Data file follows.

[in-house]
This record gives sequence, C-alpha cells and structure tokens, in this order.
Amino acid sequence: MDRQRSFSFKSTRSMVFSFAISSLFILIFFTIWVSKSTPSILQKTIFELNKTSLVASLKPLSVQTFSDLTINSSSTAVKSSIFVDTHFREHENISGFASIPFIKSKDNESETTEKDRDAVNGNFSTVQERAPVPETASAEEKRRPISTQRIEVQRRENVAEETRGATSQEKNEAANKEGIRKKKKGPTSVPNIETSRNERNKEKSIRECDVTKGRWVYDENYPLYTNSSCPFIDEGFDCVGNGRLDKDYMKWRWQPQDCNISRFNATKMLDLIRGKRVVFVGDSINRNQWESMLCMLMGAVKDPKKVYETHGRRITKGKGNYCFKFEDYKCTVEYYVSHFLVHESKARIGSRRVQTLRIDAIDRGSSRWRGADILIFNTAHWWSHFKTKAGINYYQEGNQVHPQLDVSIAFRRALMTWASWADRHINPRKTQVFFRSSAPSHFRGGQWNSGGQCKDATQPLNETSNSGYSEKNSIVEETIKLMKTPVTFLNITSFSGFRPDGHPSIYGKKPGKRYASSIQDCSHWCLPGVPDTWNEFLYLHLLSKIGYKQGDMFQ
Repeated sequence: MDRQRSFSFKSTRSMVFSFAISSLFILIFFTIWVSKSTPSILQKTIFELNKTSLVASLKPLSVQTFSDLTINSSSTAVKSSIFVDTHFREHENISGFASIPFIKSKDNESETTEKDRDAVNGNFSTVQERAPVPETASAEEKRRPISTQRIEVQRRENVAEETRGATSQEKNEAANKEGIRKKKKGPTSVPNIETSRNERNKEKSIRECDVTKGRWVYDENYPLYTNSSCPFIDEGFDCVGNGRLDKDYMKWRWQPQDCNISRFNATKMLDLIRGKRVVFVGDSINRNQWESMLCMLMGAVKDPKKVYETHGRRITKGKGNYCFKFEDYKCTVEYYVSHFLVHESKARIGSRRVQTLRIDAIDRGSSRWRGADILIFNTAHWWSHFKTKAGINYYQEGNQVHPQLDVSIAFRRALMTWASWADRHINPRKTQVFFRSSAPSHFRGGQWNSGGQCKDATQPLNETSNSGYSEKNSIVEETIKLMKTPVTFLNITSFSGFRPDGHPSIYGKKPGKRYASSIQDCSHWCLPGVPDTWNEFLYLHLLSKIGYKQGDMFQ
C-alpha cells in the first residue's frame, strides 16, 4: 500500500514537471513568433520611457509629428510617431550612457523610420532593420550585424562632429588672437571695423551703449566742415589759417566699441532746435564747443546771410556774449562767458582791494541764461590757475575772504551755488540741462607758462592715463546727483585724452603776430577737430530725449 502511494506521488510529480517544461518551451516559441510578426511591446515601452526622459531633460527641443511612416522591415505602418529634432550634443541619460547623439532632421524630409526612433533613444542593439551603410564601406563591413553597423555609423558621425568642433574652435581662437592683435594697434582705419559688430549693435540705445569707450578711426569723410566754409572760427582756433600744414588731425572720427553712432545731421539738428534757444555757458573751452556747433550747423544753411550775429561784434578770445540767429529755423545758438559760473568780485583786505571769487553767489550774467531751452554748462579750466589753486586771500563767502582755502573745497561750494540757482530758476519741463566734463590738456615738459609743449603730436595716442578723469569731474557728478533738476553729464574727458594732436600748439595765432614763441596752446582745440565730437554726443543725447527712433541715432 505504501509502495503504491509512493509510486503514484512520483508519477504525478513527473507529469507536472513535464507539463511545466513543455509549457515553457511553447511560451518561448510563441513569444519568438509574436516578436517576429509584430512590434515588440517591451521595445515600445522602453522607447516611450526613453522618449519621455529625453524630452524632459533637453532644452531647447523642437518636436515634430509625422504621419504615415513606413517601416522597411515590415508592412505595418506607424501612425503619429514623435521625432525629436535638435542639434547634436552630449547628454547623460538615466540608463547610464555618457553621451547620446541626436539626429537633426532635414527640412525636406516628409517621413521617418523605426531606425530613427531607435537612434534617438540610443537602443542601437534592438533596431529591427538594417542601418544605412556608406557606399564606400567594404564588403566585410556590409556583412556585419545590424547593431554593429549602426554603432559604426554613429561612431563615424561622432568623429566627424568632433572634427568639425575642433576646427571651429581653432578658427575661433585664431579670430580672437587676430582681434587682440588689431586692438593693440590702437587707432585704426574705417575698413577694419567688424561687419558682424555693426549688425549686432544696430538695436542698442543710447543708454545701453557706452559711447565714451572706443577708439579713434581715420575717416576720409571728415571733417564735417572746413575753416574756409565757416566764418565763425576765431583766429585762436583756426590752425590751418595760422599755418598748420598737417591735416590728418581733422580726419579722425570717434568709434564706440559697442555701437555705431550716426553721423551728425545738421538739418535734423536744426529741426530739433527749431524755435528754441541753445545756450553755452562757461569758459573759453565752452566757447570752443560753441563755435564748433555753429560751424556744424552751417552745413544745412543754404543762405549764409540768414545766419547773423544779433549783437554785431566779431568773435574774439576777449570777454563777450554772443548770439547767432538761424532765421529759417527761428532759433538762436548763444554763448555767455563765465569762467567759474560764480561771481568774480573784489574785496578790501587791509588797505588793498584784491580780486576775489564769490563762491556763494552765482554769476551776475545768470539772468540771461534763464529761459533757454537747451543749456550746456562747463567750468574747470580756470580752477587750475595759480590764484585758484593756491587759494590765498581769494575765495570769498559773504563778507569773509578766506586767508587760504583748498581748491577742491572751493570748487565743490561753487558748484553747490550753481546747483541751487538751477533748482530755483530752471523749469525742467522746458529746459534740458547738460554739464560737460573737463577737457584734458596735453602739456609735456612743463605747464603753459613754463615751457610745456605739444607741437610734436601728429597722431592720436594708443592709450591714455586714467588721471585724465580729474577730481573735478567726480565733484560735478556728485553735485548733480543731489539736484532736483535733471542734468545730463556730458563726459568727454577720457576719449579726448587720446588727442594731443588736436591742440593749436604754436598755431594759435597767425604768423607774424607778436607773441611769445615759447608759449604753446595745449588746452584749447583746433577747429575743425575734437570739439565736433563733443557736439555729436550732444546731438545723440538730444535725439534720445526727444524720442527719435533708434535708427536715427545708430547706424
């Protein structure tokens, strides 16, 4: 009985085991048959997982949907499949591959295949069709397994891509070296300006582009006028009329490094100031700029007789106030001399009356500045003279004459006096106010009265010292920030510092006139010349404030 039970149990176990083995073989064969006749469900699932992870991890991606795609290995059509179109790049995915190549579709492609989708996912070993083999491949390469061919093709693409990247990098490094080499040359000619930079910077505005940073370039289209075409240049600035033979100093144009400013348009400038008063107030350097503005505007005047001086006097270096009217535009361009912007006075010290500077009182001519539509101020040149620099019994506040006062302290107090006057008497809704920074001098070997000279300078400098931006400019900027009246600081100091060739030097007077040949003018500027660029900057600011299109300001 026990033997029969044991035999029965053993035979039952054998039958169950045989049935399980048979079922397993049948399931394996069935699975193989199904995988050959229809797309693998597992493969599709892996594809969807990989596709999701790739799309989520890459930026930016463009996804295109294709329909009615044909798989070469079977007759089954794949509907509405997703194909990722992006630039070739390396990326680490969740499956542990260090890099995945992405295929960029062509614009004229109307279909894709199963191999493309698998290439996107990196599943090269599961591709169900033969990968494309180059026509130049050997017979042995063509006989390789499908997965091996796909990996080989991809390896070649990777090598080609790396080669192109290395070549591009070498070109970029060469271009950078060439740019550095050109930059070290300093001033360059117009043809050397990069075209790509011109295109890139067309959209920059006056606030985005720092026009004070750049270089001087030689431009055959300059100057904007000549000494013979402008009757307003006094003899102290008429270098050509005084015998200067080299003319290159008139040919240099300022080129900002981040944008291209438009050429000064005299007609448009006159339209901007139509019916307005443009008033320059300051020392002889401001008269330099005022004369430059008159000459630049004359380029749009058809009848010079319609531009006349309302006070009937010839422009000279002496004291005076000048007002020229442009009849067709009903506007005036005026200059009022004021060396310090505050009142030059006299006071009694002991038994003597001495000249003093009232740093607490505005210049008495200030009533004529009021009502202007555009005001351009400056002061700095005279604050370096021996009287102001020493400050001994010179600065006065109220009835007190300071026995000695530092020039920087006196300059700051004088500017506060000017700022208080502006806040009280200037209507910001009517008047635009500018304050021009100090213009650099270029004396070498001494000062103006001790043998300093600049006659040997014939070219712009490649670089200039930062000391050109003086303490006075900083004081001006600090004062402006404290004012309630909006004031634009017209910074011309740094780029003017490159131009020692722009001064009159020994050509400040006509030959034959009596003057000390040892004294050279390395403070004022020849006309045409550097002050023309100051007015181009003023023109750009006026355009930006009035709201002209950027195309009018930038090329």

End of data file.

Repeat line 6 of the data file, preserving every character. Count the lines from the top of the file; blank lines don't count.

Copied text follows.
């Protein structure tokens, strides 16, 4: 009985085991048959997982949907499949591959295949069709397994891509070296300006582009006028009329490094100031700029007789106030001399009356500045003279004459006096106010009265010292920030510092006139010349404030 039970149990176990083995073989064969006749469900699932992870991890991606795609290995059509179109790049995915190549579709492609989708996912070993083999491949390469061919093709693409990247990098490094080499040359000619930079910077505005940073370039289209075409240049600035033979100093144009400013348009400038008063107030350097503005505007005047001086006097270096009217535009361009912007006075010290500077009182001519539509101020040149620099019994506040006062302290107090006057008497809704920074001098070997000279300078400098931006400019900027009246600081100091060739030097007077040949003018500027660029900057600011299109300001 026990033997029969044991035999029965053993035979039952054998039958169950045989049935399980048979079922397993049948399931394996069935699975193989199904995988050959229809797309693998597992493969599709892996594809969807990989596709999701790739799309989520890459930026930016463009996804295109294709329909009615044909798989070469079977007759089954794949509907509405997703194909990722992006630039070739390396990326680490969740499956542990260090890099995945992405295929960029062509614009004229109307279909894709199963191999493309698998290439996107990196599943090269599961591709169900033969990968494309180059026509130049050997017979042995063509006989390789499908997965091996796909990996080989991809390896070649990777090598080609790396080669192109290395070549591009070498070109970029060469271009950078060439740019550095050109930059070290300093001033360059117009043809050397990069075209790509011109295109890139067309959209920059006056606030985005720092026009004070750049270089001087030689431009055959300059100057904007000549000494013979402008009757307003006094003899102290008429270098050509005084015998200067080299003319290159008139040919240099300022080129900002981040944008291209438009050429000064005299007609448009006159339209901007139509019916307005443009008033320059300051020392002889401001008269330099005022004369430059008159000459630049004359380029749009058809009848010079319609531009006349309302006070009937010839422009000279002496004291005076000048007002020229442009009849067709009903506007005036005026200059009022004021060396310090505050009142030059006299006071009694002991038994003597001495000249003093009232740093607490505005210049008495200030009533004529009021009502202007555009005001351009400056002061700095005279604050370096021996009287102001020493400050001994010179600065006065109220009835007190300071026995000695530092020039920087006196300059700051004088500017506060000017700022208080502006806040009280200037209507910001009517008047635009500018304050021009100090213009650099270029004396070498001494000062103006001790043998300093600049006659040997014939070219712009490649670089200039930062000391050109003086303490006075900083004081001006600090004062402006404290004012309630909006004031634009017209910074011309740094780029003017490159131009020692722009001064009159020994050509400040006509030959034959009596003057000390040892004294050279390395403070004022020849006309045409550097002050023309100051007015181009003023023109750009006026355009930006009035709201002209950027195309009018930038090329």